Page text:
Quite often, when addressing digital transformation, organizations focus on one area. A recent study from MIT Sloan asked organizations where digital transformation is led at different stages: early, developing, and maturing. Most indicated that early leadership came from IT while developing and maturing leadership came from the CEO’s office. Unfortunately, operations fell to the bottom of responses in both early and developing digital transformation, suggesting that the link between technology advancement and business operations is less important to stakeholders than other areas, such as marketing and information technology.
It Shouldn’t Be Limited to Technology
Though digital transformation must involve technology, and is typically driven by the IT at the outset, it should not be limited here. When digital transformation remains in technology, organizations frequently have advanced technology with no foundation on which real business progress and success can be built. When this occurs, the technology either doesn’t meet the organization’s needs or is not used, making it a waste of resources. Considering that the intent is improve profitability, this is highly counter-intuitive.
Organizations that limit digital transformation to technology often do so because they know it’s necessary to remain competitive in the industry, but do not have a business goal tied to the digital transformation. Without a stronger understanding of why changes are being made and how they will be used within the business plan, it is likely that the efforts will be unsuccessful.
It Shouldn’t Be Limited to External Efforts
Another reason organizations implement digital transformation is to improve customer relations or customer-facing operations and processes. Quite often, the goal of these efforts is to make things easier or more attractive for the customer, and so IT works closely with marketing to make this happen. While this is often beneficial for the organization in the context of customer retention or similar goals, there is more to digital transformation than external efforts. Recognizing this can lead to greater success.
Digital transformation can be useful for an organization’s internal processes as well. By implementing technology that works internally, staff members can accomplish their objectives more effectively and efficiently, which, in turn, benefits the company financially. After all, customer-facing components are only one part of what makes an organization successful. By ignoring internal digital transformation, companies may be doing a disservice to valuable stakeholders who can have a substantial impact on achieving goals.
It Shouldn’t be Led Only by the C-Suite
Though it is important for digital transformation to have strong leadership from the top of the organization, it should not be led from the CEO’s office alone. It’s only logical that, as digital transformation matures, the C-suite plays a strong role, as these efforts must be aligned with the overall business strategy and budget.
However, if these efforts are led by the C-suite alone, there will likely be a disconnect between what is intended and how it is executed throughout the organization. Even the best intentions put in place by CEOs and others in the higher levels of the organization can have unexpected implications in different areas of the business. By using leaders and champions at all levels of the organization, the C-level executives will have greater support. In addition, the changes put in place can be aligned with the needs of employees throughout the company, making them more likely to be successful after implementation.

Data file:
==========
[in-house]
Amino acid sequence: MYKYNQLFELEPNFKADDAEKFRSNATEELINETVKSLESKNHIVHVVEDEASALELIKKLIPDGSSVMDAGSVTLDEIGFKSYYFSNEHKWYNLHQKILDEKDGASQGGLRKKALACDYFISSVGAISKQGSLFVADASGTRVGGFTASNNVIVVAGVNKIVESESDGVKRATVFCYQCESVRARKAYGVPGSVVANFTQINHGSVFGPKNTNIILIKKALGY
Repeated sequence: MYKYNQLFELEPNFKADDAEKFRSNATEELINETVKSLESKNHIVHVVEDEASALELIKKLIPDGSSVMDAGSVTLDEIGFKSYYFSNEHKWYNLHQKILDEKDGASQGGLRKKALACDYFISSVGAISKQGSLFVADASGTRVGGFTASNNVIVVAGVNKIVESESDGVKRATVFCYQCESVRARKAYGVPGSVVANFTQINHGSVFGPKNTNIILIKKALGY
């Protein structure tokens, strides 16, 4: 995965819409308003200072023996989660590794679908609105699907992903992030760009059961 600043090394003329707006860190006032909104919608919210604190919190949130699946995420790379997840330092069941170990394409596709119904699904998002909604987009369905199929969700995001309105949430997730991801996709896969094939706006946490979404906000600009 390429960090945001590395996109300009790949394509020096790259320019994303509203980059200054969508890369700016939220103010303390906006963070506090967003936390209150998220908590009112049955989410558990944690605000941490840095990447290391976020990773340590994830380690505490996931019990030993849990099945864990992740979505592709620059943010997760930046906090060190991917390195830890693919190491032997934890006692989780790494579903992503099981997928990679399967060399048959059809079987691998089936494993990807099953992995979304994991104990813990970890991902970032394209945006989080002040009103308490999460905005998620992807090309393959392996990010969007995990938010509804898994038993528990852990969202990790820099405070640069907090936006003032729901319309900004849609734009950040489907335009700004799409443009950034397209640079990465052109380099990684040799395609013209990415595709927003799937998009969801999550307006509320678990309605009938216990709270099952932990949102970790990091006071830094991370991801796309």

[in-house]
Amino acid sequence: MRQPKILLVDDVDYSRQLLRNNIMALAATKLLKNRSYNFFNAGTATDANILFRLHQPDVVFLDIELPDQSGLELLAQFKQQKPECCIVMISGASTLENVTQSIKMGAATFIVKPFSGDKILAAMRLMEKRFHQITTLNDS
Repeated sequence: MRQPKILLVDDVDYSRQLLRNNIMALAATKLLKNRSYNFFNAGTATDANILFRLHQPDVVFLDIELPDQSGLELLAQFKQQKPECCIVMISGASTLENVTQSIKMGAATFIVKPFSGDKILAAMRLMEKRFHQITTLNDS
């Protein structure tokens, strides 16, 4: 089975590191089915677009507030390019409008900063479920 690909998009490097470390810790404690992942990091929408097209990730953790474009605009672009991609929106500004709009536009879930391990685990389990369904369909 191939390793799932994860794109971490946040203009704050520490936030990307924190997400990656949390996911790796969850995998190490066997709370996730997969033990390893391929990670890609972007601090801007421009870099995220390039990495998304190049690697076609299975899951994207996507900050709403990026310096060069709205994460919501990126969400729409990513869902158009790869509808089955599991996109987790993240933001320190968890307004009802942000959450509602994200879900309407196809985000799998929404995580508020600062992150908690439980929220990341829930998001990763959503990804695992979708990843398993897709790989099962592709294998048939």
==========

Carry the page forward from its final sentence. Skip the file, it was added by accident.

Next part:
It May be Driven by Products
Often times, regardless of where leadership in digital transformation exists, companies implement changes and advancements because they relate to specific products and product lines. When digital transformation is product-driven, it is frequently externally-focused, but not always. Companies develop technology that links with products or their uses for customers, so as to improve their experience. However, these digital transformations can also occur as part of an effort to make the development, manufacturing, and distribution of products more efficient. This can be seen frequently in the automotive industry, in which technology is developed to more efficiently manufacture vehicles to keep up with customer demands.
Even when digital transformation is product-driven, it is important that the efforts not be limited to one area of leadership, as discussed above. Though product-driven transformation grants technology a purpose within the company and its strategy, leadership must be spread throughout the organization to ensure that these types of transformation are successful in the long term.
Whether digital transformation occurs to keep up with competitors or to streamline operations and improve customer relations, it is clear that these efforts must take a holistic approach in order to be successful. By involving a number of departments throughout all levels of the organization, companies can use digital transformation to more effectively achieve their business goals and objectives without creating challenges down the road.
This piece was written by David Chou, a digital transformation consultant and longtime advocate for leveraging technology as a competitive advantage. He has held leadership roles with several organizations, including University of Mississippi Medical Center, Cleveland Clinic, and most recently, Children’s Mercy Hospital. To follow him on Twitter, click here.